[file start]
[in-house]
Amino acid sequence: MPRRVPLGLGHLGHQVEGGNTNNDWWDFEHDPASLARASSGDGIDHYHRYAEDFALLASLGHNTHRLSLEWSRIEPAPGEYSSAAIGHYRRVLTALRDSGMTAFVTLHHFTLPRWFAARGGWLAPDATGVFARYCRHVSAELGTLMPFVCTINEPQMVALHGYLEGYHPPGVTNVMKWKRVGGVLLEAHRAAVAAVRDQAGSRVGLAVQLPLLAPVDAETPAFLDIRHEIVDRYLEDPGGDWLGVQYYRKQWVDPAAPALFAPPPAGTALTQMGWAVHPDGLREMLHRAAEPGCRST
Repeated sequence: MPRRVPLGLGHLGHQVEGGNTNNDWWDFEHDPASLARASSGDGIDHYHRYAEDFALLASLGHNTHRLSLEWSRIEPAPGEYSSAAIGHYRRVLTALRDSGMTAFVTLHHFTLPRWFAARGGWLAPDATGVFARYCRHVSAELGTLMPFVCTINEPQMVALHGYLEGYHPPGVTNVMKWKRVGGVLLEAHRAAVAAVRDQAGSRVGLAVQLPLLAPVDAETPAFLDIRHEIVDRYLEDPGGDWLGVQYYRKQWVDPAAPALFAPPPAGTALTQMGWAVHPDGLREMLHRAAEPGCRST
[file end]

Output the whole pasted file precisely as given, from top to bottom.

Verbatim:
[in-house]
Amino acid sequence: MPRRVPLGLGHLGHQVEGGNTNNDWWDFEHDPASLARASSGDGIDHYHRYAEDFALLASLGHNTHRLSLEWSRIEPAPGEYSSAAIGHYRRVLTALRDSGMTAFVTLHHFTLPRWFAARGGWLAPDATGVFARYCRHVSAELGTLMPFVCTINEPQMVALHGYLEGYHPPGVTNVMKWKRVGGVLLEAHRAAVAAVRDQAGSRVGLAVQLPLLAPVDAETPAFLDIRHEIVDRYLEDPGGDWLGVQYYRKQWVDPAAPALFAPPPAGTALTQMGWAVHPDGLREMLHRAAEPGCRST
Repeated sequence: MPRRVPLGLGHLGHQVEGGNTNNDWWDFEHDPASLARASSGDGIDHYHRYAEDFALLASLGHNTHRLSLEWSRIEPAPGEYSSAAIGHYRRVLTALRDSGMTAFVTLHHFTLPRWFAARGGWLAPDATGVFARYCRHVSAELGTLMPFVCTINEPQMVALHGYLEGYHPPGVTNVMKWKRVGGVLLEAHRAAVAAVRDQAGSRVGLAVQLPLLAPVDAETPAFLDIRHEIVDRYLEDPGGDWLGVQYYRKQWVDPAAPALFAPPPAGTALTQMGWAVHPDGLREMLHRAAEPGCRST